The Signs of Overtraining and How to Fix It
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Photo by W Brian Duncan

More is not always better. Exercise is no exception to this rule. Doing double workouts, 7 days a week may seem like the right thing to do for fat loss. Instead it can set you up for frustration, injury and serious health conditions.

When I talk about overtraining with my clients the most serious version, the female athlete triad, is often what comes to mind. The female athlete triad takes concepts of fitness too far and appears as:

  • Disordered eating: poor nutritional habits that can include anorexia or bulimia but not exclusive to them.
  • Amenorrhea: absent or irregular menstrual periods
  • Osteoporosis: weakened bones that are more susceptible to injury.

While it is most common in competitive athletes, the female athlete triad can happen to any woman. But for most of us overtraining is subtler. In fact it can sneak up on us, especially beginners, without much warning.  One day we have the runners high, the next day we can’t sleep and seem to be snapping at everyone. Classic overtraining signs from the American Council on Exercise include:

  • Agitation and moodiness – not getting that post workout endorphin boost anymore?
  • Excessive fatigue – is your energy failing you during the day?
  • Increased perceived effort during your workout – does your workout seem harder than normal?
  • Nagging muscle aches or joint pain – got a hamstring or shoulder that just won’t stop aching?
  • More frequent illness or upper respiratory infection – can’t shake your cold or do your allergies seem worse?
  • Insomnia – getting to sleep or staying asleep becoming a challenge?
  • Loss of appetite – your favorite foods no longer seem appetizing?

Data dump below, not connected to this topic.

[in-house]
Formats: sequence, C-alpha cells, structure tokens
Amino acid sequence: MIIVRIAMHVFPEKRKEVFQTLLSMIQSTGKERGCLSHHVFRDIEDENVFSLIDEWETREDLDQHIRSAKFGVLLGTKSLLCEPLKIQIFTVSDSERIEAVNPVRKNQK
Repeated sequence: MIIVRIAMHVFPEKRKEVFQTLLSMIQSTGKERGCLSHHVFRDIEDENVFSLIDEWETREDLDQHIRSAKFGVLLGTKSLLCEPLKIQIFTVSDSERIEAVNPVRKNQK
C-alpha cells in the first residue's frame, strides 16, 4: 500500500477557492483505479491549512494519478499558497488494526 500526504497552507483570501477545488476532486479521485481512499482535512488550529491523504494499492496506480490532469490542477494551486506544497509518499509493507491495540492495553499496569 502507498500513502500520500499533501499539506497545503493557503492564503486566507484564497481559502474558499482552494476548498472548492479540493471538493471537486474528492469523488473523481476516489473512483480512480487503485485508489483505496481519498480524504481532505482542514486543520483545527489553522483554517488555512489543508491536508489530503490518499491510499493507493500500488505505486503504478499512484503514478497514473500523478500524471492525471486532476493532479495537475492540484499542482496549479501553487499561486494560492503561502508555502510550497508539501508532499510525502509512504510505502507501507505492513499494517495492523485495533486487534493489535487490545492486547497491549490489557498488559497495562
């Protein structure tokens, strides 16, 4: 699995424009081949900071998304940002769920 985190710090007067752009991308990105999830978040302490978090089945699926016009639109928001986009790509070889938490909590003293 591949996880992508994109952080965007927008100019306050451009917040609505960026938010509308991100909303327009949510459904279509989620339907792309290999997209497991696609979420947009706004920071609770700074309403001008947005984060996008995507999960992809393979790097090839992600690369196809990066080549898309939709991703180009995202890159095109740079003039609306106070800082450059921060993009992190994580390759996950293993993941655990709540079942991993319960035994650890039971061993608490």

• Elevated resting heart rate – your pulse races when you’re at rest?

One of these symptoms alone does not mean your spending too much time at the gym but a group of these symptoms may mean that it’s time to rethink your exercise routine. Every so often I have a new client who keeps going above and beyond the exercise homework I give them. They do extra cardio or add “just a few” strength exercise on they days I have scheduled a rest. They are often the ones who end up injuring themselves or getting sick about 6 weeks into their program.  If you feel like you may be overtraining, take these steps to help your body recover and regroup.

  • Take a full week off strength training. I do this anyway about every three months. It gives tired muscles and nagging aches time to heal and you’ll come back to your workouts even stronger.
  • Eat more carbs. Carbs are the first to go when one is “dieting”. Think healthy carbs like fiber rich beans, oats, quinoa, fruits and vegetables to give your body needed energy and fuel for the brain. The brain can’t store glucose so to avoid feeling fuzzy and cranky get at least 150 g of carbs a day from whole food non-sugary sources.
  • Get your sleep. Make sure you’re getting at least 7 hours of sleep a night and eliminate distractions that wake you in the middle of the night. Your body does its major repair work during the deeper sleep cycles. If your body doesn’t reach those levels, recovery is doesn’t get to fully take place. Don’t sacrifice sleep for your morning workout. Set up good sleep hygiene by keeping electronics out of the bedroom and using a sleep mask or black out shades if necessary.
  • Meditate. Increased stress (from workouts and life) can elevate cortisol levels. High cortisol impairs sleeps, which of course is needed to repair. Just 5 minutes a day of deep breathing can go a long way to reducing cortisol naturally.

When you restart your workouts don’t make every day an all out max effort workout. Make sure you have at least one active rest day a week (a nice walk with the dogs or yoga flow class for example) and don’t cut calories below your BMR. You need fuel and rest to be strong and stay healthy!

Every found yourself overtraining? What lessons did you learn from your experience?

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